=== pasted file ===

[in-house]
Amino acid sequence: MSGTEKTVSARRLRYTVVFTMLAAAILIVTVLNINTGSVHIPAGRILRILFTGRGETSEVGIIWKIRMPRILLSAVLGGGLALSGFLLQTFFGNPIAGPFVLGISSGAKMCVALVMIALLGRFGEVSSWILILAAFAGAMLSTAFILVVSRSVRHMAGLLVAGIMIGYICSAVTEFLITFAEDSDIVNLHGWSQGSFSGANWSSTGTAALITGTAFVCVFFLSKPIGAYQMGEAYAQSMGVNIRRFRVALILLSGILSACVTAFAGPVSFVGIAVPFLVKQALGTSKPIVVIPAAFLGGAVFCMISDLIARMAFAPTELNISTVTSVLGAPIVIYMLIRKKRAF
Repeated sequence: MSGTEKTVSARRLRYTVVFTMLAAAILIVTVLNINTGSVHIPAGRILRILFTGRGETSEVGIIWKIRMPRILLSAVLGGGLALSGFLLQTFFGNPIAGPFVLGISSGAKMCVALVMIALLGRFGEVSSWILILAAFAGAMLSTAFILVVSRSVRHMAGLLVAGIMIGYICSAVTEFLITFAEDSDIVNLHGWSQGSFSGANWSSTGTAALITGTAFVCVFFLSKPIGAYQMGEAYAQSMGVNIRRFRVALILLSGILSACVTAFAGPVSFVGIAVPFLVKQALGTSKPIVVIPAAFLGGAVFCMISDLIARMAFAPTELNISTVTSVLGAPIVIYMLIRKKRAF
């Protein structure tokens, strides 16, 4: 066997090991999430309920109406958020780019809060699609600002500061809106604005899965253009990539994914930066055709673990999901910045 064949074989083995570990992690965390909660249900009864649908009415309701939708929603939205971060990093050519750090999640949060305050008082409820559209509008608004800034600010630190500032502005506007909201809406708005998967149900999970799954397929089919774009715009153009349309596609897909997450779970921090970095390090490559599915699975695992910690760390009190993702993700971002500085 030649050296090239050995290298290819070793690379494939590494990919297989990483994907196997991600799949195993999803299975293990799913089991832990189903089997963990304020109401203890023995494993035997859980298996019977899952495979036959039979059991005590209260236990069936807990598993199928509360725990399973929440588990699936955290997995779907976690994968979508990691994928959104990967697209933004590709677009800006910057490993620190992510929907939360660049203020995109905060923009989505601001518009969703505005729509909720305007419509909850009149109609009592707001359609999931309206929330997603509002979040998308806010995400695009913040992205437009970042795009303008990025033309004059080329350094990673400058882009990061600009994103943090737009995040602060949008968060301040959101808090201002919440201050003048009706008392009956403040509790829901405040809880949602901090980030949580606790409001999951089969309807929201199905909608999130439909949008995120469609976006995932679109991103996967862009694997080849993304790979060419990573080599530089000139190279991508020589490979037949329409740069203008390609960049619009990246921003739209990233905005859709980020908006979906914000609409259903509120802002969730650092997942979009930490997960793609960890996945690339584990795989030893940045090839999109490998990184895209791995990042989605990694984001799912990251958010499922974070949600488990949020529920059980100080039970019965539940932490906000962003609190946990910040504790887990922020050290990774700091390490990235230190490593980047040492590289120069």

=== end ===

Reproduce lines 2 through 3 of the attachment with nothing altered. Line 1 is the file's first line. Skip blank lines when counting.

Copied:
Amino acid sequence: MSGTEKTVSARRLRYTVVFTMLAAAILIVTVLNINTGSVHIPAGRILRILFTGRGETSEVGIIWKIRMPRILLSAVLGGGLALSGFLLQTFFGNPIAGPFVLGISSGAKMCVALVMIALLGRFGEVSSWILILAAFAGAMLSTAFILVVSRSVRHMAGLLVAGIMIGYICSAVTEFLITFAEDSDIVNLHGWSQGSFSGANWSSTGTAALITGTAFVCVFFLSKPIGAYQMGEAYAQSMGVNIRRFRVALILLSGILSACVTAFAGPVSFVGIAVPFLVKQALGTSKPIVVIPAAFLGGAVFCMISDLIARMAFAPTELNISTVTSVLGAPIVIYMLIRKKRAF
Repeated sequence: MSGTEKTVSARRLRYTVVFTMLAAAILIVTVLNINTGSVHIPAGRILRILFTGRGETSEVGIIWKIRMPRILLSAVLGGGLALSGFLLQTFFGNPIAGPFVLGISSGAKMCVALVMIALLGRFGEVSSWILILAAFAGAMLSTAFILVVSRSVRHMAGLLVAGIMIGYICSAVTEFLITFAEDSDIVNLHGWSQGSFSGANWSSTGTAALITGTAFVCVFFLSKPIGAYQMGEAYAQSMGVNIRRFRVALILLSGILSACVTAFAGPVSFVGIAVPFLVKQALGTSKPIVVIPAAFLGGAVFCMISDLIARMAFAPTELNISTVTSVLGAPIVIYMLIRKKRAF